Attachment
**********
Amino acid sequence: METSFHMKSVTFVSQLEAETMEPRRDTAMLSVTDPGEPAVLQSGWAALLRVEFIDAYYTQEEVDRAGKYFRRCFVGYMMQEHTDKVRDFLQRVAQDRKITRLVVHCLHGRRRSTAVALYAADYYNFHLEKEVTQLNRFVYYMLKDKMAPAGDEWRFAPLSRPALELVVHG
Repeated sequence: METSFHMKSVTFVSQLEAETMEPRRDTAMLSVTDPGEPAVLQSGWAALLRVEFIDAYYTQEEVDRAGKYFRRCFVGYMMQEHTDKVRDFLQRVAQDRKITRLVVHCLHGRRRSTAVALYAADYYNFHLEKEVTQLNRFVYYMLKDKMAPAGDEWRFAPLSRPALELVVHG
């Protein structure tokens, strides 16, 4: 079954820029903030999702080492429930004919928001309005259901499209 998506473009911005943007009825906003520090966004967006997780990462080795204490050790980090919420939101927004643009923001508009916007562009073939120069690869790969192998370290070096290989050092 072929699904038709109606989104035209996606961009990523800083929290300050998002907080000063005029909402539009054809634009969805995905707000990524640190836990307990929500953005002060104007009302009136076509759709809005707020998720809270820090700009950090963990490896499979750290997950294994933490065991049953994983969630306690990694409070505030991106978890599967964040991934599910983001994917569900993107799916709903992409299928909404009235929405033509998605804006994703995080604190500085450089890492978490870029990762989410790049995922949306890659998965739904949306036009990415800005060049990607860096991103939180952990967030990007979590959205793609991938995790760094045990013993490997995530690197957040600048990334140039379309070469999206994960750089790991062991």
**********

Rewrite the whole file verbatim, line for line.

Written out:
Amino acid sequence: METSFHMKSVTFVSQLEAETMEPRRDTAMLSVTDPGEPAVLQSGWAALLRVEFIDAYYTQEEVDRAGKYFRRCFVGYMMQEHTDKVRDFLQRVAQDRKITRLVVHCLHGRRRSTAVALYAADYYNFHLEKEVTQLNRFVYYMLKDKMAPAGDEWRFAPLSRPALELVVHG
Repeated sequence: METSFHMKSVTFVSQLEAETMEPRRDTAMLSVTDPGEPAVLQSGWAALLRVEFIDAYYTQEEVDRAGKYFRRCFVGYMMQEHTDKVRDFLQRVAQDRKITRLVVHCLHGRRRSTAVALYAADYYNFHLEKEVTQLNRFVYYMLKDKMAPAGDEWRFAPLSRPALELVVHG
């Protein structure tokens, strides 16, 4: 079954820029903030999702080492429930004919928001309005259901499209 998506473009911005943007009825906003520090966004967006997780990462080795204490050790980090919420939101927004643009923001508009916007562009073939120069690869790969192998370290070096290989050092 072929699904038709109606989104035209996606961009990523800083929290300050998002907080000063005029909402539009054809634009969805995905707000990524640190836990307990929500953005002060104007009302009136076509759709809005707020998720809270820090700009950090963990490896499979750290997950294994933490065991049953994983969630306690990694409070505030991106978890599967964040991934599910983001994917569900993107799916709903992409299928909404009235929405033509998605804006994703995080604190500085450089890492978490870029990762989410790049995922949306890659998965739904949306036009990415800005060049990607860096991103939180952990967030990007979590959205793609991938995790760094045990013993490997995530690197957040600048990334140039379309070469999206994960750089790991062991």